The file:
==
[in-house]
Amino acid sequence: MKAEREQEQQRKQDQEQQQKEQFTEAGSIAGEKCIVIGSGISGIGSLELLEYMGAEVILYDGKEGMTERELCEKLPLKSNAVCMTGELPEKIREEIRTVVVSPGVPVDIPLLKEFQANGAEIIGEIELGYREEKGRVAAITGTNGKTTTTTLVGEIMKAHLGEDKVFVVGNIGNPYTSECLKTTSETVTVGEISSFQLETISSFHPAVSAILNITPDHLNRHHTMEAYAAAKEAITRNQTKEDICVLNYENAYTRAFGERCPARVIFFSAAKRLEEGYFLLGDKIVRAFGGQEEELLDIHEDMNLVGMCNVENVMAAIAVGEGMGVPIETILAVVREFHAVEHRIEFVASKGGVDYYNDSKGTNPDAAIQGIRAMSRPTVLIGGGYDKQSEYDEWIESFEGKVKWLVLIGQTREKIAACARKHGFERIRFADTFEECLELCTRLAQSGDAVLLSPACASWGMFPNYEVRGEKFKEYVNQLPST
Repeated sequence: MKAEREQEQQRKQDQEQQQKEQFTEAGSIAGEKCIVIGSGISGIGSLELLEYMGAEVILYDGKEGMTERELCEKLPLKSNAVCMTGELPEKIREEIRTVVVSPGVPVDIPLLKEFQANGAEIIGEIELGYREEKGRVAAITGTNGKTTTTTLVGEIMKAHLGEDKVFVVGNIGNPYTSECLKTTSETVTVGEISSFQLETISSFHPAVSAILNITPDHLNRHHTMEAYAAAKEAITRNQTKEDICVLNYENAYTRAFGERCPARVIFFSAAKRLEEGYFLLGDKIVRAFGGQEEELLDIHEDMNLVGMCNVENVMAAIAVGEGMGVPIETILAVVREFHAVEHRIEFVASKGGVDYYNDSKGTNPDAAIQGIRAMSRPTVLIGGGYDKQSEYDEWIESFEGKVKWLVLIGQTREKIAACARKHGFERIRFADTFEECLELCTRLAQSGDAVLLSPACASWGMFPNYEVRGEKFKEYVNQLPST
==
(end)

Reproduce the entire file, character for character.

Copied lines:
[in-house]
Amino acid sequence: MKAEREQEQQRKQDQEQQQKEQFTEAGSIAGEKCIVIGSGISGIGSLELLEYMGAEVILYDGKEGMTERELCEKLPLKSNAVCMTGELPEKIREEIRTVVVSPGVPVDIPLLKEFQANGAEIIGEIELGYREEKGRVAAITGTNGKTTTTTLVGEIMKAHLGEDKVFVVGNIGNPYTSECLKTTSETVTVGEISSFQLETISSFHPAVSAILNITPDHLNRHHTMEAYAAAKEAITRNQTKEDICVLNYENAYTRAFGERCPARVIFFSAAKRLEEGYFLLGDKIVRAFGGQEEELLDIHEDMNLVGMCNVENVMAAIAVGEGMGVPIETILAVVREFHAVEHRIEFVASKGGVDYYNDSKGTNPDAAIQGIRAMSRPTVLIGGGYDKQSEYDEWIESFEGKVKWLVLIGQTREKIAACARKHGFERIRFADTFEECLELCTRLAQSGDAVLLSPACASWGMFPNYEVRGEKFKEYVNQLPST
Repeated sequence: MKAEREQEQQRKQDQEQQQKEQFTEAGSIAGEKCIVIGSGISGIGSLELLEYMGAEVILYDGKEGMTERELCEKLPLKSNAVCMTGELPEKIREEIRTVVVSPGVPVDIPLLKEFQANGAEIIGEIELGYREEKGRVAAITGTNGKTTTTTLVGEIMKAHLGEDKVFVVGNIGNPYTSECLKTTSETVTVGEISSFQLETISSFHPAVSAILNITPDHLNRHHTMEAYAAAKEAITRNQTKEDICVLNYENAYTRAFGERCPARVIFFSAAKRLEEGYFLLGDKIVRAFGGQEEELLDIHEDMNLVGMCNVENVMAAIAVGEGMGVPIETILAVVREFHAVEHRIEFVASKGGVDYYNDSKGTNPDAAIQGIRAMSRPTVLIGGGYDKQSEYDEWIESFEGKVKWLVLIGQTREKIAACARKHGFERIRFADTFEECLELCTRLAQSGDAVLLSPACASWGMFPNYEVRGEKFKEYVNQLPST